The Gourds also deal lyrically with a great deal of surrealism. Surrealism is a great tradition in American art of all kind. One thinks immediately of the directors David Lynch and Terry Gilliam, and the painters that formed the American surrealist movement of the 20th century. However, even though this has been a thread in American culture, many Americans seem threatened by surrealism in a way that our European counterparts do not. I believe that this is another reason that many people, that should otherwise like the Gourds, have been a bit confounded when approaching their music.
Some of what I am saying might make the Gourds sound like an elitist band, when nothing could be further from the truth. In fact what has made their ride so interesting is the combination of high brow and low brow art. For all the intelligence in this band, live they are a band that can make the spirit move you. I have never seen a Gourds show where people weren’t dancing and just plain out having fun. While there is indeed a current of art and intelligence in their work, there is another current always running along side it that is a celebration of life that is neither sentimental nor condescending. I have seen some serious partying going on at Gourds’ shows.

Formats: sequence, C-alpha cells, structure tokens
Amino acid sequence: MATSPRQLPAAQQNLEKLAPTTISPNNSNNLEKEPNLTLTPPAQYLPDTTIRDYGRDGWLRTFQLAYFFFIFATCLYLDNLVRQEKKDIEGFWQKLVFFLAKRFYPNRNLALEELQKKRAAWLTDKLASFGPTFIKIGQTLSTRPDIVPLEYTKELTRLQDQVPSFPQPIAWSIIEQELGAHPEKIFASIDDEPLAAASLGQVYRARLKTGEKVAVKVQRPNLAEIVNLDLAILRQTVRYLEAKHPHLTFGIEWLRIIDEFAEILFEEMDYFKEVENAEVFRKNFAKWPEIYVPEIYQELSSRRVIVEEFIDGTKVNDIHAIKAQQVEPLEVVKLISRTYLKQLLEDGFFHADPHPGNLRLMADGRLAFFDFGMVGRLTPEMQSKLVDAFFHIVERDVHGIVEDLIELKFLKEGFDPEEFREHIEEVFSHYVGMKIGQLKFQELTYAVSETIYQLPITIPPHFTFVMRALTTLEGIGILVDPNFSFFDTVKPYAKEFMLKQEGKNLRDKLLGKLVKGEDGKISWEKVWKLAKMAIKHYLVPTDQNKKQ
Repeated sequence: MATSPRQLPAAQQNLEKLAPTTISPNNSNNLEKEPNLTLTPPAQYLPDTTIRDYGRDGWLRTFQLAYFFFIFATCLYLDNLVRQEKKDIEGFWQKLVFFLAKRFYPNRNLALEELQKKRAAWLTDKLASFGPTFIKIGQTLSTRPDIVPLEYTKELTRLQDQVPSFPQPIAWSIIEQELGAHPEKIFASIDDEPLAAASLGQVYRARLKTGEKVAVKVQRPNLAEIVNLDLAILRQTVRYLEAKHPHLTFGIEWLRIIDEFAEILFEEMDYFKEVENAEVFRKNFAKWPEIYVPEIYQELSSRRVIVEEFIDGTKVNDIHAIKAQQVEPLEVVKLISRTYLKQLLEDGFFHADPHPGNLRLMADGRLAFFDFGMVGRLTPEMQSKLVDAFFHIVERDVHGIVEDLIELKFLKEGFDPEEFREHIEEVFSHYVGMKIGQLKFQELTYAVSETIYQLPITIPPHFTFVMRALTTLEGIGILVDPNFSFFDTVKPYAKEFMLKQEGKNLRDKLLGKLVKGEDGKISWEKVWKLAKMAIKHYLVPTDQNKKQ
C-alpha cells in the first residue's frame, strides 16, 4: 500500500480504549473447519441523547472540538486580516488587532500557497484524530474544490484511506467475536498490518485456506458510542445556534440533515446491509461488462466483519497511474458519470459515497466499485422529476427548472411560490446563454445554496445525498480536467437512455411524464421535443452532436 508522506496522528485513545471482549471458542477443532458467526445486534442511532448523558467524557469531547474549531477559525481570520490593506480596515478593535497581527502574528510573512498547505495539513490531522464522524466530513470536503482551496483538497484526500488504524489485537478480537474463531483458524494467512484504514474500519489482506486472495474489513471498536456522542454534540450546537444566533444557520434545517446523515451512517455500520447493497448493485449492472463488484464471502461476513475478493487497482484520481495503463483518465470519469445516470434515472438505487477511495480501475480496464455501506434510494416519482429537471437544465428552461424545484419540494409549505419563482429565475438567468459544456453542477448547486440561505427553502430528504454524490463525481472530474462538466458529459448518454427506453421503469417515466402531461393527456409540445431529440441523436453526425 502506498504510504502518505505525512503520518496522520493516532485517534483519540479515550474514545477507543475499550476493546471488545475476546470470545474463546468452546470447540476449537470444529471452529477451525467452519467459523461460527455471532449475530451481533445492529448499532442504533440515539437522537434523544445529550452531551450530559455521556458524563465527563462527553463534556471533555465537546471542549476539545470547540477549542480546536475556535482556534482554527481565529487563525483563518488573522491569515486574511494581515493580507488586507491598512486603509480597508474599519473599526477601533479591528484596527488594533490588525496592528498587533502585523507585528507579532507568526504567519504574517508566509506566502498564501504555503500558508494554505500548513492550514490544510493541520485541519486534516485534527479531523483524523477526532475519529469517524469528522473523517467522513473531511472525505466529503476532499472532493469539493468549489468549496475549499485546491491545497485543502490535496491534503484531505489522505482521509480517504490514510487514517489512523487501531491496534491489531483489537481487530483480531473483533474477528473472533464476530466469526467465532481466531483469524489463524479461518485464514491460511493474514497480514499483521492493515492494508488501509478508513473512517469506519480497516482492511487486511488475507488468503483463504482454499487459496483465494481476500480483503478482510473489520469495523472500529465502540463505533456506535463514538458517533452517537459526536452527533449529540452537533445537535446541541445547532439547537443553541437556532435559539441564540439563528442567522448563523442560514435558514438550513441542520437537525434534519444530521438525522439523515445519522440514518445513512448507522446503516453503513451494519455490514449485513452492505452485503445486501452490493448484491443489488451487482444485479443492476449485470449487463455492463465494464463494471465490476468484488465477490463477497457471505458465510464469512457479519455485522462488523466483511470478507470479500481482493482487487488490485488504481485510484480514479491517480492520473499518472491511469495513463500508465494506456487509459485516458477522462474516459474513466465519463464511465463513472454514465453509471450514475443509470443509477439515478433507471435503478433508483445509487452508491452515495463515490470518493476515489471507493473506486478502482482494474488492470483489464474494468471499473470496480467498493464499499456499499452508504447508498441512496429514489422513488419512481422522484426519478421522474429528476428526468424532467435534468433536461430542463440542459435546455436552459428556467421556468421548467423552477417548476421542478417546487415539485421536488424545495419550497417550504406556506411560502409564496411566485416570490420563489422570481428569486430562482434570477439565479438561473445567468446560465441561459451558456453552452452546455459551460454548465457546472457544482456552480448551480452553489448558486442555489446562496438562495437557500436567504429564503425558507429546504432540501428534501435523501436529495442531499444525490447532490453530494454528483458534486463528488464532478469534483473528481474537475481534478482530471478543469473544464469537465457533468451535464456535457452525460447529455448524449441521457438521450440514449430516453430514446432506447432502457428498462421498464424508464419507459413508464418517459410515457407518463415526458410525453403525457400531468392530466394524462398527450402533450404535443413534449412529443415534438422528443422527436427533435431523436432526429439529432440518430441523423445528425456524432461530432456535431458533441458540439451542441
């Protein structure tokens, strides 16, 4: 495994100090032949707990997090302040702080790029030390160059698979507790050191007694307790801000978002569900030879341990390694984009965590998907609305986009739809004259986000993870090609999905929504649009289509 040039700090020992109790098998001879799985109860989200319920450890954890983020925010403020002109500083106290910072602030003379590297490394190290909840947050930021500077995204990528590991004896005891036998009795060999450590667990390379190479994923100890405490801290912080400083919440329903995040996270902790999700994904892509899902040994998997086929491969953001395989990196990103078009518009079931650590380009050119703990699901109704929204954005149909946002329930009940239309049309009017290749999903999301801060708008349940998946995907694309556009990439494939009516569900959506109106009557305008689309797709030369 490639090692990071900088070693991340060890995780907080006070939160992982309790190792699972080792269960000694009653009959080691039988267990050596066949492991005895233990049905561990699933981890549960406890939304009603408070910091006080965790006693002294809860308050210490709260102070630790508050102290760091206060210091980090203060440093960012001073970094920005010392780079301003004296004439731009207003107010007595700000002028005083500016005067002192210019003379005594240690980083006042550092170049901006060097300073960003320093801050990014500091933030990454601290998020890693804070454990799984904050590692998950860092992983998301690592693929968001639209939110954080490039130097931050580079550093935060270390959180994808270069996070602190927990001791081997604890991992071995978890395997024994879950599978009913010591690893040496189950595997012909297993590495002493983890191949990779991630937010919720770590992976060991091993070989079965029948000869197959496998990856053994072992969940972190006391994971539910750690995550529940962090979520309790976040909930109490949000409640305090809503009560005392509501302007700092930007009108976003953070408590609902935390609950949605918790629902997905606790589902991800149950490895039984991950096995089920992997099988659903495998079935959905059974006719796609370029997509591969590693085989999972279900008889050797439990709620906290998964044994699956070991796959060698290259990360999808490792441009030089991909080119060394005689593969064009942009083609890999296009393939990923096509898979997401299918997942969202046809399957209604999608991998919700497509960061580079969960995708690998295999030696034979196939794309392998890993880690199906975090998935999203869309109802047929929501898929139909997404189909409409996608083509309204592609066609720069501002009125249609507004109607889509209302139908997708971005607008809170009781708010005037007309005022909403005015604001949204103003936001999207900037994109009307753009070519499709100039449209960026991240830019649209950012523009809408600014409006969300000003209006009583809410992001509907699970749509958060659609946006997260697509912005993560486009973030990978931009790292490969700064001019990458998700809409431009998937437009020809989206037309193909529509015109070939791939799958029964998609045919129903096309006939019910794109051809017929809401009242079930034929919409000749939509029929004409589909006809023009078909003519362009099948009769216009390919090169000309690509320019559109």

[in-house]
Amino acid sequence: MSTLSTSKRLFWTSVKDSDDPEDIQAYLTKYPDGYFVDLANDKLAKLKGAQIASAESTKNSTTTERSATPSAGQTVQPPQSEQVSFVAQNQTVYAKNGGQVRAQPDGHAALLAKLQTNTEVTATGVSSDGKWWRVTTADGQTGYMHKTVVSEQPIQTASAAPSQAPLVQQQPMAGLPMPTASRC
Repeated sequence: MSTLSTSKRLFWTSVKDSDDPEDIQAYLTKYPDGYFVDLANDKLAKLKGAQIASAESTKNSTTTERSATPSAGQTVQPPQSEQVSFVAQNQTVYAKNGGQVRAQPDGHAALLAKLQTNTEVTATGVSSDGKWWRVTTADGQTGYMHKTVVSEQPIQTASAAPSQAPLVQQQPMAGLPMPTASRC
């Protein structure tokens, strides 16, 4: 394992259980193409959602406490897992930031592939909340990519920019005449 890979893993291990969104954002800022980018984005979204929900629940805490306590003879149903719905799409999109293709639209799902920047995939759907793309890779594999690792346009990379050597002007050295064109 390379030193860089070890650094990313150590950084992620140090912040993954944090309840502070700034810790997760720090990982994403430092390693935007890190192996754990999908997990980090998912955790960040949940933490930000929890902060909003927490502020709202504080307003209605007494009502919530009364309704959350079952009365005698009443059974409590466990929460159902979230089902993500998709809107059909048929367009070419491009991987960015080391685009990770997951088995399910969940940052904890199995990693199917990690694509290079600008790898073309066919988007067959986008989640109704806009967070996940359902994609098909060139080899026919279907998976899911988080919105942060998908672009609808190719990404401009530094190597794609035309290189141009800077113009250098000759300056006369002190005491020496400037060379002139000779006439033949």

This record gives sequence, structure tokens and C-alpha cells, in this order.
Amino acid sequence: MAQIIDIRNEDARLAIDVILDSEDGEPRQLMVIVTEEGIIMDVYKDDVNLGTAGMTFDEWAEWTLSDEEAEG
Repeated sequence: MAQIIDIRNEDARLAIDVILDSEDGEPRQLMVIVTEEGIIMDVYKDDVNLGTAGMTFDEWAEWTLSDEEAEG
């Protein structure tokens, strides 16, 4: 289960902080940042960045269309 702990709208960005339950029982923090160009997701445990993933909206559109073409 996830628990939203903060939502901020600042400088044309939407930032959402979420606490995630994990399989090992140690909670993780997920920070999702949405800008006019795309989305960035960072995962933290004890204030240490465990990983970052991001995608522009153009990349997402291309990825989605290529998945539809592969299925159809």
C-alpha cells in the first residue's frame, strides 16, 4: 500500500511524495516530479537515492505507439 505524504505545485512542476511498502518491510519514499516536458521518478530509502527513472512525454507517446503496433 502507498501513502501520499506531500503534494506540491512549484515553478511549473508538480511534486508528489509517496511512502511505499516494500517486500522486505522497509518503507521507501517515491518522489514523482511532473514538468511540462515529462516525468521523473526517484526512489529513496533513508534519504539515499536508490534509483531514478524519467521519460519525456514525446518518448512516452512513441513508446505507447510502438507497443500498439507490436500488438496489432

In my mind there are basically three great American rock bands from the Gourds generation. They are Wilco, Marah, and The Gourds. There are plenty of other great bands from this period, but I am using the distinction of bands that came directly out of the rock tradition of the 60’s, that again built on the tradition of American roots music. Many of the other bands that one would argue that are great, that came from this period, have their roots in things that I would argue aren’t completely traditionally American. Marah, one of my favorite bands of all time, has done several things internally that have held them back from being commercially successful. Wilco has faired the best of the three in terms of commercial prospects. However, I would say that the Gourds have actually been more consistent than Wilco throughout their career and are easily as deserving of the kind of critical acclaim that that band has seen. Again, there are not many bands that can put out ten studio albums and all have them be valid as works of art.